June 25, 1996: Explosions destroy the Khobar Towers in Dhahran, Saudi Arabia, killing 19 American soldiers and wounding 500. [CNN, 6/26/96] Saudi officials later interrogate the suspects, declare them guilty, and execute them - without letting the FBI talk to them. [PBS Frontline, 2001, Irish Times, 11/19/01] Saudis blame the Hezbollah, the Iranian-influenced group, but US investigators still believe bin Laden was somehow involved (in June 2001 a US grand jury indicted 13 Saudis for the bombing). [Seattle Times, 10/29/01] Bin Laden admitted instigating the attacks in a 1998 interview. [Miami Herald, 9/24/01] Ironically, the bin Laden family is later awarded the contract to rebuild the installation. [New Yorker, 11/5/01] In 1997, Canada catches one of the Khobar Tower attackers and extradites him to the US. But in 1999, he is shipped back to Saudi Arabia before he can reveal what he knows about al-Qaeda and the Saudis. One anonymous insider calls it, "Clinton's parting kiss to the Saudis." [Best Democracy Money Can Buy, by Greg Palast, 2/03]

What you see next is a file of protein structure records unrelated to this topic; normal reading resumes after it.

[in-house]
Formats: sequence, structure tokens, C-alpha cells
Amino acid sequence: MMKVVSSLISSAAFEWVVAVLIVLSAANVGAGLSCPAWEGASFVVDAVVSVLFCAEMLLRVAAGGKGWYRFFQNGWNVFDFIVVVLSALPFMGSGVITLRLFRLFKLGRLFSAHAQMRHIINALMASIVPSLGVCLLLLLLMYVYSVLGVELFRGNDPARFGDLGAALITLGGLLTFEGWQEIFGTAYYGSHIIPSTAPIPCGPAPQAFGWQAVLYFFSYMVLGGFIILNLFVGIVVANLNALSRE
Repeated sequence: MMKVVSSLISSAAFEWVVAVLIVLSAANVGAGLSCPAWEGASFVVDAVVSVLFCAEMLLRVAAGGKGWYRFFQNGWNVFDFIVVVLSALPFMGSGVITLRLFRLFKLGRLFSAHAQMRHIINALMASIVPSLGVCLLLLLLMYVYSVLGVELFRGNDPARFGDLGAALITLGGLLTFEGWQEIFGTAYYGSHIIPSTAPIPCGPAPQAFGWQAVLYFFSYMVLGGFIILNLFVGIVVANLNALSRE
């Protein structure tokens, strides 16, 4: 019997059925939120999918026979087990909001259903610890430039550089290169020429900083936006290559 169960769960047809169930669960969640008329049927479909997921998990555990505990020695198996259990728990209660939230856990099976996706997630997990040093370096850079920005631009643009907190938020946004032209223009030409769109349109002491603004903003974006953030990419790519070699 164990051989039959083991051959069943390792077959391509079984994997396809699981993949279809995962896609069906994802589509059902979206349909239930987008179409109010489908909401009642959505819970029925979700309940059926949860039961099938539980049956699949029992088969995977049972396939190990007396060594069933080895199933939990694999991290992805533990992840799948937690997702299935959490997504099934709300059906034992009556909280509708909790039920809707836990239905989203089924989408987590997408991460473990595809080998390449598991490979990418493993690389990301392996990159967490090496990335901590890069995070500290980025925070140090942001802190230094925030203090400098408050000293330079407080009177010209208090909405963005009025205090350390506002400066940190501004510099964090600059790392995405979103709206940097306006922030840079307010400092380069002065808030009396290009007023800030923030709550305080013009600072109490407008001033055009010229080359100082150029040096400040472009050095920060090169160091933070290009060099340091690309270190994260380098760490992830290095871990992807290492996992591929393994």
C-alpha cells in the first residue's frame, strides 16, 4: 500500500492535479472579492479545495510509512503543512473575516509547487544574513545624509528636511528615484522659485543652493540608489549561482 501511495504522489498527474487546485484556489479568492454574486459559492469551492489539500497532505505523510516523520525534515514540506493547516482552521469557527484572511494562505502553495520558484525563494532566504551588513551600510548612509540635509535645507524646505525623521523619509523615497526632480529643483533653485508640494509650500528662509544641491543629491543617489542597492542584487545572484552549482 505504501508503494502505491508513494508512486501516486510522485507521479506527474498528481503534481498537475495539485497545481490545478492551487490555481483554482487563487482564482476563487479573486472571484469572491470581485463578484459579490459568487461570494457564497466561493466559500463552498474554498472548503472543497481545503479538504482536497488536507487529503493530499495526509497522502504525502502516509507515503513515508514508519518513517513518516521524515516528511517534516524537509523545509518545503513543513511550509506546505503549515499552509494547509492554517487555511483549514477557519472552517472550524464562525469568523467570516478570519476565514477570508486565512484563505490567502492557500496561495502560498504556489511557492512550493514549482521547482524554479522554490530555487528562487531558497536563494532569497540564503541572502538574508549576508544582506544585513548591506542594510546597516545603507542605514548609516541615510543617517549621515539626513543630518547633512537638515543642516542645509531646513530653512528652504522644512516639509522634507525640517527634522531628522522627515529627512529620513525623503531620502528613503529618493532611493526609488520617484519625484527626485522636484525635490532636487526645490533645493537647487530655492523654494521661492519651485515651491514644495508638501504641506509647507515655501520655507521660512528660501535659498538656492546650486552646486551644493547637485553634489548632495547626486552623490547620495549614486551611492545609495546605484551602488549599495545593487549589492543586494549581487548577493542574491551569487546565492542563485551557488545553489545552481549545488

September 11, 1996: An FBI investigation into two relatives of bin Laden, begun in February 1996, is closed. The FBI wanted to learn more about Abdullah bin Laden, "because of his relationship with the World Assembly of Muslim Youth [WAMY] - a suspected terrorist organization." [Guardian, 11/7/01] Abdullah was the US director of WAMY and lived with his brother Omar in Falls Church, Virginia, a town just outside Washington. The coding on the document, marked secret, indicates the case involved espionage, murder, and national security. WAMY has its offices at 5613 Leesburg Pike. Remarkably, it is later determined that four of the 9/11 hijackers lived at 5913 Leesburg Pike at the same time the two bin Laden brothers were there. WAMY has not been put on a list of terrorist organizations in the US, but it has been banned in Pakistan. A high-placed intelligence official tells the Guardian: "There were always constraints on investigating the Saudis. There were particular investigations that were effectively killed." An unnamed US source says to the BBC, "There is a hidden agenda at the very highest levels of our government." [BBC Newsnight, 11/6/01, Guardian, 11/7/01, see related leaked documents here] The Bosnian government later says a charity with Abdullah bin Laden on its board had channeled money to Chechen guerrillas (see also September 20, 2002 (C)), something that "is only possible because the Clinton CIA gave the wink and nod to WAMY and other groups who were aiding Bosnian guerrillas when they were fighting Serbia, a US-approved enemy." The investigation into WAMY is only restarted two days after 9/11, and after the bin Laden brothers have left the US. [Best Democracy Money Can Buy, by Greg Palast, 2/03] (Note that this Abdullah bin Laden is possibly bin Laden's cousin, not brother, and is apparently not the same as the Abdullah bin Laden who serves as the bin Laden family spokesman. [Best Democracy Money Can Buy, by Greg Palast, 2/03])